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Punch Force Gauge

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Punch Force Gauge

Unread postAuthor: PVC Arsenal 17 » Thu Jan 27, 2011 7:18 pm

A few of my friends asked me to help out with their high school physics project. The project has to be related to kinematics but other than that there are no restrictions. Spud guns have of course been considered but there's no easy way to relate their function to physics without a ballistic pendulum or chrono and that's too involved for this project.

We were thinking about a simple gauge to measure the force of a punch. Basically it would consist of a pipe with a spring inside, and another pipe inside that one to depress the spring when punched. (Basically a spring piston or shock without the dampening elements) On the outside of the inner pipe will be a tight fitting collar that slides along the inner pipe during a punch and then stays in place afterwards.

Knowing the specs of the spring and by measuring the distance x that the ring has slid, you can apply Hooke's Law to find the force of the punch, correct? Or are we overlooking something? Input is much appreciated.
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Unread postAuthor: saefroch » Thu Jan 27, 2011 7:28 pm

PVC Arsenal 17 wrote:there's no easy way to relate their function to physics without a ballistic pendulum or chrono and that's too involved for this project.
I beg to differ. I won't patronize by explaining why, because you seem to already know, but I do disagree. Block of wood, string, cannon, projectile, ruler, balance, video camera. Shoot, measure, chug.

Your device should work. Hooke's law isn't perfect, but it's a close enough measurement *cough*source of error*cough* for this. As drawn it will work, but I think you might have some problems with the little red object sliding around after the punch, because in all likelihood the device will either fly into two pieces (which might actually be the better scenario) and then hit something, or its inertia will carry it on farther towards what I assume to be a grey pad when it hits the stop.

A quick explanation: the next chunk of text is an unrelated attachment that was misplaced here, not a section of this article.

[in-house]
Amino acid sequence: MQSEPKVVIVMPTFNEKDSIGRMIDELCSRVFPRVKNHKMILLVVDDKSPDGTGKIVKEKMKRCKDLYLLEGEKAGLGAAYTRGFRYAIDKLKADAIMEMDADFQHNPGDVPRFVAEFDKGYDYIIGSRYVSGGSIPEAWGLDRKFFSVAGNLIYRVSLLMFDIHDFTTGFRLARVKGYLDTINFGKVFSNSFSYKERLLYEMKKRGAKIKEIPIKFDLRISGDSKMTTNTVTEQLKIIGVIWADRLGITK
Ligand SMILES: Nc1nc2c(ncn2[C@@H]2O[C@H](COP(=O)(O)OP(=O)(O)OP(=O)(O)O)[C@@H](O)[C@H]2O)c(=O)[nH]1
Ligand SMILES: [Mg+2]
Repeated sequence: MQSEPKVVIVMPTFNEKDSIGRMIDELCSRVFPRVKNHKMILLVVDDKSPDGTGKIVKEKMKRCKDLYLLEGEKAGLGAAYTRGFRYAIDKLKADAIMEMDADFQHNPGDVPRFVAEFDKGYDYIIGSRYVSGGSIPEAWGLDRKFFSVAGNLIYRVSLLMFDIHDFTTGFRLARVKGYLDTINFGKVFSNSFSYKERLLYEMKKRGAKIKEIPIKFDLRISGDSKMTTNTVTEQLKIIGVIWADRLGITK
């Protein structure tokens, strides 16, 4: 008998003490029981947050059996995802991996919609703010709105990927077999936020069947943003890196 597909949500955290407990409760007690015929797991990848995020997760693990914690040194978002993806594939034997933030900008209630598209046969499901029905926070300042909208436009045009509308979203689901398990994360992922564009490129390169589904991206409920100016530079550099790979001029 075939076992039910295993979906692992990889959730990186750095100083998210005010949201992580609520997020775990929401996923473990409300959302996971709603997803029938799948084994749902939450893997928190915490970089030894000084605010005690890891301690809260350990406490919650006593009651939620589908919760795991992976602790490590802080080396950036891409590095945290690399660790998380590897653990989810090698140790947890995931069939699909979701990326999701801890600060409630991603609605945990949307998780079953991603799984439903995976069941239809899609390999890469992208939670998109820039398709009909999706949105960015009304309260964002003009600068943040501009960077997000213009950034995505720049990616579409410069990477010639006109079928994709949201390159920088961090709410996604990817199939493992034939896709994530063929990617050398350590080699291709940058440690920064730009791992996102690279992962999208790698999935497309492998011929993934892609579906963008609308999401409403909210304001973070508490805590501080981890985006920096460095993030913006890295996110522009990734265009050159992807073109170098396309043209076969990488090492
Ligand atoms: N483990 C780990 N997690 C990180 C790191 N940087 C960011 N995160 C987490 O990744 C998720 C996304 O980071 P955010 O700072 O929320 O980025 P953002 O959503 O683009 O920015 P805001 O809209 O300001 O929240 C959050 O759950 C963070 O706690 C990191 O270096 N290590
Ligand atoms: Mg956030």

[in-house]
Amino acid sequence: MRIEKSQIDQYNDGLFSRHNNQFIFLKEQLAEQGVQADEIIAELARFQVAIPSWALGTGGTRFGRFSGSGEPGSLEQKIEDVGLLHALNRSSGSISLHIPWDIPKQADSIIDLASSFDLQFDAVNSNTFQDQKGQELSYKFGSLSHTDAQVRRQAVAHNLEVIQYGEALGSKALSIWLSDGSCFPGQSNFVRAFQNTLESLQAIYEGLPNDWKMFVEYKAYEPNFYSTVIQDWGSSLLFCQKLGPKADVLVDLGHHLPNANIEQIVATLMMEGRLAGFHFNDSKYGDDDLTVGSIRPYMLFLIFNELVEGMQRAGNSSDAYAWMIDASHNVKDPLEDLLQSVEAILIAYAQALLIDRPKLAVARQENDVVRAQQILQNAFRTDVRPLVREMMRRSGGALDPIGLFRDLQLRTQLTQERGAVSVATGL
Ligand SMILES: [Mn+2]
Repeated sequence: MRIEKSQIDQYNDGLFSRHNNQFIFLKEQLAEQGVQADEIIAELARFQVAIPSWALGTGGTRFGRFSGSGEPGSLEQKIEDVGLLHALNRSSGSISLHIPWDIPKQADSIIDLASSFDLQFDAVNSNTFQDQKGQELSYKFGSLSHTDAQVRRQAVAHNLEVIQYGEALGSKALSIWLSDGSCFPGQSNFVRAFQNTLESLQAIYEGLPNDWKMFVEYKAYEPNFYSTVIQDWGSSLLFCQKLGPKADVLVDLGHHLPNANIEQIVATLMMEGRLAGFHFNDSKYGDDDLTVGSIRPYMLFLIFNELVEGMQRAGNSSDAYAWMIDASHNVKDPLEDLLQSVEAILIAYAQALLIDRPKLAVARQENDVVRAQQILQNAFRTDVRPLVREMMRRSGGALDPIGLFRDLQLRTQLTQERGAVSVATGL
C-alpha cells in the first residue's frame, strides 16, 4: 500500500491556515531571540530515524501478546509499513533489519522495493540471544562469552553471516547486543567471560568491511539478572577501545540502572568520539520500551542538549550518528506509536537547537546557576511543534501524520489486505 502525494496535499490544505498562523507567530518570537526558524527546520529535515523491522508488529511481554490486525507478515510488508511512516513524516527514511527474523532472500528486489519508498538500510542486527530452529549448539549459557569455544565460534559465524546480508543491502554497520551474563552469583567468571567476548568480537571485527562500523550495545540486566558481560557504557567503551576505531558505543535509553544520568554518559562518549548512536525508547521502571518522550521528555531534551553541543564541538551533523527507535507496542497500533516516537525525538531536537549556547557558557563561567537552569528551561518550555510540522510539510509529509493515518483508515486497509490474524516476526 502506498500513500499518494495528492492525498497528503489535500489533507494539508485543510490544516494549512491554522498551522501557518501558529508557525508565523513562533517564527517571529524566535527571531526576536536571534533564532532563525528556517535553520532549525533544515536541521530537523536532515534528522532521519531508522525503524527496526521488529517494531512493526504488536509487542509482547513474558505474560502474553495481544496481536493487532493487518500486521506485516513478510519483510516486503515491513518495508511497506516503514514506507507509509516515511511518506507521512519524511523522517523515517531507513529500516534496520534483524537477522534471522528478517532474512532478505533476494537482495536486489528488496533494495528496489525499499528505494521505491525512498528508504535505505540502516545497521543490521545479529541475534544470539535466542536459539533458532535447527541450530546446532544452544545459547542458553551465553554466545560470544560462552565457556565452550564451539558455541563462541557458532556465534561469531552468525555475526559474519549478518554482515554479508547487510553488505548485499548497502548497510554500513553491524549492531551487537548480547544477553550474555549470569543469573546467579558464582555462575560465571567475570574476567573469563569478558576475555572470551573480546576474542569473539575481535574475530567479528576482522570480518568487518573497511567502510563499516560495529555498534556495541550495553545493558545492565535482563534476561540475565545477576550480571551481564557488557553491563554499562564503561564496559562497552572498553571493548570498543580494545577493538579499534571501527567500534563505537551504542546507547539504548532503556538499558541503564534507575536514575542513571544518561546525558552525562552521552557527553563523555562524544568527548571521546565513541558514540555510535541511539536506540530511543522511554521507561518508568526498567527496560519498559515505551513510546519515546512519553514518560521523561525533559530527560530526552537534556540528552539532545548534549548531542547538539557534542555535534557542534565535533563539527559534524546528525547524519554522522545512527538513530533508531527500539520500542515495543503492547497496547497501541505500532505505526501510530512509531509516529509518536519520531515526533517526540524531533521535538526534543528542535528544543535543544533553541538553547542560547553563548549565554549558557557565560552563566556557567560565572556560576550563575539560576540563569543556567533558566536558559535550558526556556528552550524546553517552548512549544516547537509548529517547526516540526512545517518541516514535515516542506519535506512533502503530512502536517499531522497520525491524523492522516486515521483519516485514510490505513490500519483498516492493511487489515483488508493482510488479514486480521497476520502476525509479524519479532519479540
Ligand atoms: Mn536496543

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Unread postAuthor: PVC Arsenal 17 » Thu Jan 27, 2011 8:05 pm

I would have liked to help them with a ballistic pendulum (in fact it was my first suggestion) but their teacher wants to take their projects and use them as basic lab experiments for next year's class. I had the guy's class; he wouldn't bother with trying to get a bunch of kids to work on something like that and I'm not sure if they would be able to focus on it. Sticking two pipes and a spring together is little bit more simple.

And yeah I was concerned about the ring sliding under it's own inertia. It makes the whole thing difficult as a punch force gauge but at the very least it could make for a crude scale since that issue wouldn't be a factor.

I can replace the ring with a dry erase marker&holder so that it draws a line on the inner pipe as it moves...
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Unread postAuthor: saefroch » Thu Jan 27, 2011 8:40 pm

Might have some measurement difficulties with that, but they'd be minimal, and mostly related to the length of the marker. Other than that, the device looks like it'd work quite well. To me, at least.
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Unread postAuthor: jackssmirkingrevenge » Fri Jan 28, 2011 1:29 am